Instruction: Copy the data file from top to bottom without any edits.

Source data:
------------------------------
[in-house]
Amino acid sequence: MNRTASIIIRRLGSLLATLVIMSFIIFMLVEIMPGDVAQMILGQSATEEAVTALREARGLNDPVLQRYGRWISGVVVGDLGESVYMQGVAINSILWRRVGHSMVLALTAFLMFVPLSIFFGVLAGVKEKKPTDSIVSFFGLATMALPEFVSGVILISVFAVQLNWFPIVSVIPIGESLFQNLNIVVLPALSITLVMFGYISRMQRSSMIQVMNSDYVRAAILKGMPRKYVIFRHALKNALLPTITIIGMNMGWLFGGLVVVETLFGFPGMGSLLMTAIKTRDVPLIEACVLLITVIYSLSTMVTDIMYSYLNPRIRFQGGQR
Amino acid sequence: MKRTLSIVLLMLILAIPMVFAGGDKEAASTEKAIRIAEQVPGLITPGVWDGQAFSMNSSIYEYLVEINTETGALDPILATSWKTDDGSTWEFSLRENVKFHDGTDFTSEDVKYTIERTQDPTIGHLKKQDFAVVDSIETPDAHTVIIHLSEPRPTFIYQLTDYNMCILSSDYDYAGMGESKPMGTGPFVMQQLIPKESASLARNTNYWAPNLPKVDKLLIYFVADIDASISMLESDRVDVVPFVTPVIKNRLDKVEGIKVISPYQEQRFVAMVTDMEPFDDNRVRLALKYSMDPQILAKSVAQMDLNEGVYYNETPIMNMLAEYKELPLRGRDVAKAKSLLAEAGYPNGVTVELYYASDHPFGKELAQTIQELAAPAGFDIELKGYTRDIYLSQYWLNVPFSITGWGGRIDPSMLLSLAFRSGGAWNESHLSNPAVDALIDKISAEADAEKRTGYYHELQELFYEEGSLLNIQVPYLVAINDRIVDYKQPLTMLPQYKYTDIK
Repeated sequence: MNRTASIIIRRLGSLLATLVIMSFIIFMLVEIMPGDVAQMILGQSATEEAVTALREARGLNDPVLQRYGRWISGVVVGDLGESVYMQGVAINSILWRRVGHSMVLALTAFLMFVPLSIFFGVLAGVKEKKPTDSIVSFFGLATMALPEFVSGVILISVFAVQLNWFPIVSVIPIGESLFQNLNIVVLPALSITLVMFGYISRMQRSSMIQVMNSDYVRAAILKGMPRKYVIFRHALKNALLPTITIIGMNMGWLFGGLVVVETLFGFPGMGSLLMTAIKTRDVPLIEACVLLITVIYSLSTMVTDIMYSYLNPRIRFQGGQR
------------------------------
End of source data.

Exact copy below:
[in-house]
Amino acid sequence: MNRTASIIIRRLGSLLATLVIMSFIIFMLVEIMPGDVAQMILGQSATEEAVTALREARGLNDPVLQRYGRWISGVVVGDLGESVYMQGVAINSILWRRVGHSMVLALTAFLMFVPLSIFFGVLAGVKEKKPTDSIVSFFGLATMALPEFVSGVILISVFAVQLNWFPIVSVIPIGESLFQNLNIVVLPALSITLVMFGYISRMQRSSMIQVMNSDYVRAAILKGMPRKYVIFRHALKNALLPTITIIGMNMGWLFGGLVVVETLFGFPGMGSLLMTAIKTRDVPLIEACVLLITVIYSLSTMVTDIMYSYLNPRIRFQGGQR
Amino acid sequence: MKRTLSIVLLMLILAIPMVFAGGDKEAASTEKAIRIAEQVPGLITPGVWDGQAFSMNSSIYEYLVEINTETGALDPILATSWKTDDGSTWEFSLRENVKFHDGTDFTSEDVKYTIERTQDPTIGHLKKQDFAVVDSIETPDAHTVIIHLSEPRPTFIYQLTDYNMCILSSDYDYAGMGESKPMGTGPFVMQQLIPKESASLARNTNYWAPNLPKVDKLLIYFVADIDASISMLESDRVDVVPFVTPVIKNRLDKVEGIKVISPYQEQRFVAMVTDMEPFDDNRVRLALKYSMDPQILAKSVAQMDLNEGVYYNETPIMNMLAEYKELPLRGRDVAKAKSLLAEAGYPNGVTVELYYASDHPFGKELAQTIQELAAPAGFDIELKGYTRDIYLSQYWLNVPFSITGWGGRIDPSMLLSLAFRSGGAWNESHLSNPAVDALIDKISAEADAEKRTGYYHELQELFYEEGSLLNIQVPYLVAINDRIVDYKQPLTMLPQYKYTDIK
Repeated sequence: MNRTASIIIRRLGSLLATLVIMSFIIFMLVEIMPGDVAQMILGQSATEEAVTALREARGLNDPVLQRYGRWISGVVVGDLGESVYMQGVAINSILWRRVGHSMVLALTAFLMFVPLSIFFGVLAGVKEKKPTDSIVSFFGLATMALPEFVSGVILISVFAVQLNWFPIVSVIPIGESLFQNLNIVVLPALSITLVMFGYISRMQRSSMIQVMNSDYVRAAILKGMPRKYVIFRHALKNALLPTITIIGMNMGWLFGGLVVVETLFGFPGMGSLLMTAIKTRDVPLIEACVLLITVIYSLSTMVTDIMYSYLNPRIRFQGGQR